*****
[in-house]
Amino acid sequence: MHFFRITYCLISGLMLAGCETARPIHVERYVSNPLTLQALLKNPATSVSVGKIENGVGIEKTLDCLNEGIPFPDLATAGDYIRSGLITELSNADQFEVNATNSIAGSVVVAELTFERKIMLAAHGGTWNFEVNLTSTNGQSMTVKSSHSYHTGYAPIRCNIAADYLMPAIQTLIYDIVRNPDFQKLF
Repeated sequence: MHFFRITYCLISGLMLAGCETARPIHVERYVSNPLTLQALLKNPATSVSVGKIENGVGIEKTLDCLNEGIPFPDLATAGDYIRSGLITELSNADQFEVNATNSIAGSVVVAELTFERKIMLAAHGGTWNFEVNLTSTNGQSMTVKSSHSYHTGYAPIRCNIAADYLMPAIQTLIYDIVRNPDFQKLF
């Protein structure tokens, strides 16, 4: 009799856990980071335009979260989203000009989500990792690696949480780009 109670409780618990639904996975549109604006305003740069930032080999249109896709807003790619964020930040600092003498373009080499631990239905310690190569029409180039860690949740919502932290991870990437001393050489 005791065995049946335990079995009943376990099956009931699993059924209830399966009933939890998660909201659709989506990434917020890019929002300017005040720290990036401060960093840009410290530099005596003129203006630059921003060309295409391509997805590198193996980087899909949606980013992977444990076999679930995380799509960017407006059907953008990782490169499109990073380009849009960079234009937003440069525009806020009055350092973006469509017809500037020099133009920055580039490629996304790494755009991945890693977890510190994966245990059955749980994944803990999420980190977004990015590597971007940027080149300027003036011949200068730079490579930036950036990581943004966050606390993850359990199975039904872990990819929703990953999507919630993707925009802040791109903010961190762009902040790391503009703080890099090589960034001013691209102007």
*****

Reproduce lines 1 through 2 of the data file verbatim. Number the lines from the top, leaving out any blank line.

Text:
[in-house]
Amino acid sequence: MHFFRITYCLISGLMLAGCETARPIHVERYVSNPLTLQALLKNPATSVSVGKIENGVGIEKTLDCLNEGIPFPDLATAGDYIRSGLITELSNADQFEVNATNSIAGSVVVAELTFERKIMLAAHGGTWNFEVNLTSTNGQSMTVKSSHSYHTGYAPIRCNIAADYLMPAIQTLIYDIVRNPDFQKLF